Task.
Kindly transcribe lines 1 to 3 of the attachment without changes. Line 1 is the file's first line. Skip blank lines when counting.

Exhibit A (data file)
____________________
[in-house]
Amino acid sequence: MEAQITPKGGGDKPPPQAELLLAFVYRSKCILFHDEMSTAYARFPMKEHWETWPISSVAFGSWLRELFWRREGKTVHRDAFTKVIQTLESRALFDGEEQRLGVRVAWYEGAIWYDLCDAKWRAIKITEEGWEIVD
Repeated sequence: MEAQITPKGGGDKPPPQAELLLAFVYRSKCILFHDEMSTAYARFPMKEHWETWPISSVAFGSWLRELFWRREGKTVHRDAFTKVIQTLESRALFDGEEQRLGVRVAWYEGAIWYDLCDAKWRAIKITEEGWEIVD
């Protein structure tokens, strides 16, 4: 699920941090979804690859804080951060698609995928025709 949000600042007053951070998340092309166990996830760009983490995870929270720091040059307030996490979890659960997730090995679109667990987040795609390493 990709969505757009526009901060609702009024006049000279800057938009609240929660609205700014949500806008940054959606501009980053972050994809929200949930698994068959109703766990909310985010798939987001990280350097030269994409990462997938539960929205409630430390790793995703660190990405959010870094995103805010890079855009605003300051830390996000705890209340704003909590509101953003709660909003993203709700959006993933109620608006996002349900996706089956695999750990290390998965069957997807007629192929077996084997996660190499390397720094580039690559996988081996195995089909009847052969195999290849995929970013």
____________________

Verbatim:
[in-house]
Amino acid sequence: MEAQITPKGGGDKPPPQAELLLAFVYRSKCILFHDEMSTAYARFPMKEHWETWPISSVAFGSWLRELFWRREGKTVHRDAFTKVIQTLESRALFDGEEQRLGVRVAWYEGAIWYDLCDAKWRAIKITEEGWEIVD
Repeated sequence: MEAQITPKGGGDKPPPQAELLLAFVYRSKCILFHDEMSTAYARFPMKEHWETWPISSVAFGSWLRELFWRREGKTVHRDAFTKVIQTLESRALFDGEEQRLGVRVAWYEGAIWYDLCDAKWRAIKITEEGWEIVD